New Scientist research

As this is the magazine I will be designing my editorial illustration for, I felt it would be best to get myself a copy, and see what I could take from this. Clarification had given by the tutor stating we did not have to rigidly follow the style of New Scientist, which greatly aids creativity, but I still wanted a foundation from which I could build and to ensure I understood what the audience were used to expecting from their magazine.

First of all I wanted some information about the magazine. So I managed to find the 2012 media pack that had been issued. It can be accessed here, and I thought it would be interesting to state the aim of the magazine below:

“New Scientist keeps its readers up to date with the worlds of technology, health and public policy – providing scientists a view beyond their niche of expertise.”

Audience Demographics: It then goes onto say how the audience is made up of “scientific professionals” that “come from a wide range of displicines and skills”, with a couple of pie charts to show the gender ratio of readers (53% female, 47% male) and how 65% of readers have a Ph.D/M.D, 19% have a Bachelor’s degree and 16% have a Masters degree.

What can be taken from this? Well I would say that readers of New Scientist are highly intelligent, with a professional career in the science industry, who take an interest in widening their knowledge in life. This will mean that the articles featured can be wide ranging, as the audience will be used to reading about completely different topics in sequence, and by taking an interest in areas they do not specialise in, I believe they are willing to take more time to understand what they are reading as long as it is communicated effectively. Having a good intellect will also help them to understand concepts that may have to be watered down with another audience.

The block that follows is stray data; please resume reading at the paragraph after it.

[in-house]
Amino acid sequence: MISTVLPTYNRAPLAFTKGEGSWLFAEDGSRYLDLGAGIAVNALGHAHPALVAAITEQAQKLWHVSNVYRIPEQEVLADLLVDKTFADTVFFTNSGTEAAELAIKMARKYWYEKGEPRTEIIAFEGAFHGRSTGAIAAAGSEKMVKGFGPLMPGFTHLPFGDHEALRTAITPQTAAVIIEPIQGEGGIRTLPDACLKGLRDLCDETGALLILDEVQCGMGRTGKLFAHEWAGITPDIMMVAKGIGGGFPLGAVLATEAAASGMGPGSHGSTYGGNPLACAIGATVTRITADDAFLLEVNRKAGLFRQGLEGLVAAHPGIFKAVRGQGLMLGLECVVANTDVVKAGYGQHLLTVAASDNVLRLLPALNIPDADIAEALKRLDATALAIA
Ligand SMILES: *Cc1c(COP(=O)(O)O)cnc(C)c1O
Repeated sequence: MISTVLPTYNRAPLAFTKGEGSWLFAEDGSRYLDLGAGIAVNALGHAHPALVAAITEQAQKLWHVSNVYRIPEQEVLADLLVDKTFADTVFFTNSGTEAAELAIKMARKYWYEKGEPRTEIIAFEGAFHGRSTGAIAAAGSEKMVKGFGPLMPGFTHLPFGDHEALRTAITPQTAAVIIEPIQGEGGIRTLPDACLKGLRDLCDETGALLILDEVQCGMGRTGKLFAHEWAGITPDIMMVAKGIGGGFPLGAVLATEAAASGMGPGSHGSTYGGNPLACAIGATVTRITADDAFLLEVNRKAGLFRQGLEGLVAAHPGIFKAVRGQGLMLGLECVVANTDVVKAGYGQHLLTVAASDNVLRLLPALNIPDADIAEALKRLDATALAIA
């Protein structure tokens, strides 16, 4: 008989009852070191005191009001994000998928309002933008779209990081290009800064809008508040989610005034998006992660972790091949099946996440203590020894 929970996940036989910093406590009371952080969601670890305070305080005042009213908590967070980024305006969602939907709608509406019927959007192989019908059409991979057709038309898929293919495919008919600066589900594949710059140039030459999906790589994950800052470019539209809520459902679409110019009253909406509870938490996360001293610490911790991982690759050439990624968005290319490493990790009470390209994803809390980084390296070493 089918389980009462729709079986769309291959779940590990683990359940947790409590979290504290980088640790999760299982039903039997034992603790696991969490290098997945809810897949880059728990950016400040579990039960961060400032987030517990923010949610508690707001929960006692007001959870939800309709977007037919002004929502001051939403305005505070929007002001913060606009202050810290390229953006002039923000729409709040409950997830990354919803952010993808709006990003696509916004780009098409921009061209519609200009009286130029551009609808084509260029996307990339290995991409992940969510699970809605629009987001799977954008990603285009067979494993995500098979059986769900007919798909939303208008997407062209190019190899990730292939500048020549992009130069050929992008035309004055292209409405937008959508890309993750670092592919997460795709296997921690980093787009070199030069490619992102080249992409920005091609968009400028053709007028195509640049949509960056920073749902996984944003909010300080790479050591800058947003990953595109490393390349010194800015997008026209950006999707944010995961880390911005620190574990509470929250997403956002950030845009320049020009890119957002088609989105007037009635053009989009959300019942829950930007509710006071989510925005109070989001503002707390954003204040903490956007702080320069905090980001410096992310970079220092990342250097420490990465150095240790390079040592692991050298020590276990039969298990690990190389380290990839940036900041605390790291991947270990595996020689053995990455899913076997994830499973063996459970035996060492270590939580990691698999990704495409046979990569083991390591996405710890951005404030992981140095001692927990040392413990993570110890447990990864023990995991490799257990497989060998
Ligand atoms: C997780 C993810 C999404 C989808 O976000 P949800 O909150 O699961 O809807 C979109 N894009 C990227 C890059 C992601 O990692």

Dimensions: I have measured this, and they are 203 x 266mm, so any design that is completed will benefit from being a portrait rather than being landscape.

Reading the New Scientist (6th October 2012) – My thoughts:

A very apt copy I felt, with the special report that was carried out on memory, so relevant to the psychology of someone. As this was the subject on the cover, I will start here. Seeing the editorial image produced for the cover of the magazine and the start of the report showed how important it was to gain interest for the magazine and that is the style I think I will be heading in, as if my illustration will feature on the front cover as well. I felt the face constructed out of pages was extremely clever and and a successful way of showing memory in a visual format, as it is not something that I feel can be easily expressed in imagery, whereas with this project the face is visible, it is the conveying of that psychology that is the important feature. I was also pleased to see it was a perfect example of editorial imagery. The example spread above is the closest thing to the layout I will be producing an illustration for.

Here is another example of editorial imagery within this magazine. The ‘Instant Expert’ feature needs a cover page, that gives an inclination to the topic to be discussed over the next few pages. This does not especially need to explain anything in particular to the audience because there is a clear title and I could see from reading it, all the information is clearly gone through on the next page. Therefore there is the opportunity for some art to be used.